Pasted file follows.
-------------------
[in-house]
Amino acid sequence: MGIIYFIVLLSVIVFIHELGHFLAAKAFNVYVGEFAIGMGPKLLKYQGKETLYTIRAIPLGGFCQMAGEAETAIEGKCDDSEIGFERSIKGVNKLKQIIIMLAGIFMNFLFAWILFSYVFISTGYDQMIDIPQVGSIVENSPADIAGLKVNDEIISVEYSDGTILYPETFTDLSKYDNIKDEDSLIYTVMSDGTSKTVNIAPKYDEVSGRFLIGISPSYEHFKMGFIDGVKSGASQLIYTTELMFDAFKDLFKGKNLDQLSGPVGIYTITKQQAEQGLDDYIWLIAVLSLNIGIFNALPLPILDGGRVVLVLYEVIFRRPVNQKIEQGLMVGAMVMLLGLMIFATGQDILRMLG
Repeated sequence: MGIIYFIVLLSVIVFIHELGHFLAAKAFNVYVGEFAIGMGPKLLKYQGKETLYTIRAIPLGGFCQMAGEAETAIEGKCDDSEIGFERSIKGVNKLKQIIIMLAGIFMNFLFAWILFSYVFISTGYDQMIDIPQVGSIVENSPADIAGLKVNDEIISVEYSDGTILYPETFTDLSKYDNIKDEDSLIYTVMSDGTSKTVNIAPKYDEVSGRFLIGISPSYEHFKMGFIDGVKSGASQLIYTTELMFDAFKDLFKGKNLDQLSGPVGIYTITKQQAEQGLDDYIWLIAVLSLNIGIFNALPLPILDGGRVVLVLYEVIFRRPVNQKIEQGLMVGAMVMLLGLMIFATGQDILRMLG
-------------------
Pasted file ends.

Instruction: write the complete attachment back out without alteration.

[in-house]
Amino acid sequence: MGIIYFIVLLSVIVFIHELGHFLAAKAFNVYVGEFAIGMGPKLLKYQGKETLYTIRAIPLGGFCQMAGEAETAIEGKCDDSEIGFERSIKGVNKLKQIIIMLAGIFMNFLFAWILFSYVFISTGYDQMIDIPQVGSIVENSPADIAGLKVNDEIISVEYSDGTILYPETFTDLSKYDNIKDEDSLIYTVMSDGTSKTVNIAPKYDEVSGRFLIGISPSYEHFKMGFIDGVKSGASQLIYTTELMFDAFKDLFKGKNLDQLSGPVGIYTITKQQAEQGLDDYIWLIAVLSLNIGIFNALPLPILDGGRVVLVLYEVIFRRPVNQKIEQGLMVGAMVMLLGLMIFATGQDILRMLG
Repeated sequence: MGIIYFIVLLSVIVFIHELGHFLAAKAFNVYVGEFAIGMGPKLLKYQGKETLYTIRAIPLGGFCQMAGEAETAIEGKCDDSEIGFERSIKGVNKLKQIIIMLAGIFMNFLFAWILFSYVFISTGYDQMIDIPQVGSIVENSPADIAGLKVNDEIISVEYSDGTILYPETFTDLSKYDNIKDEDSLIYTVMSDGTSKTVNIAPKYDEVSGRFLIGISPSYEHFKMGFIDGVKSGASQLIYTTELMFDAFKDLFKGKNLDQLSGPVGIYTITKQQAEQGLDDYIWLIAVLSLNIGIFNALPLPILDGGRVVLVLYEVIFRRPVNQKIEQGLMVGAMVMLLGLMIFATGQDILRMLG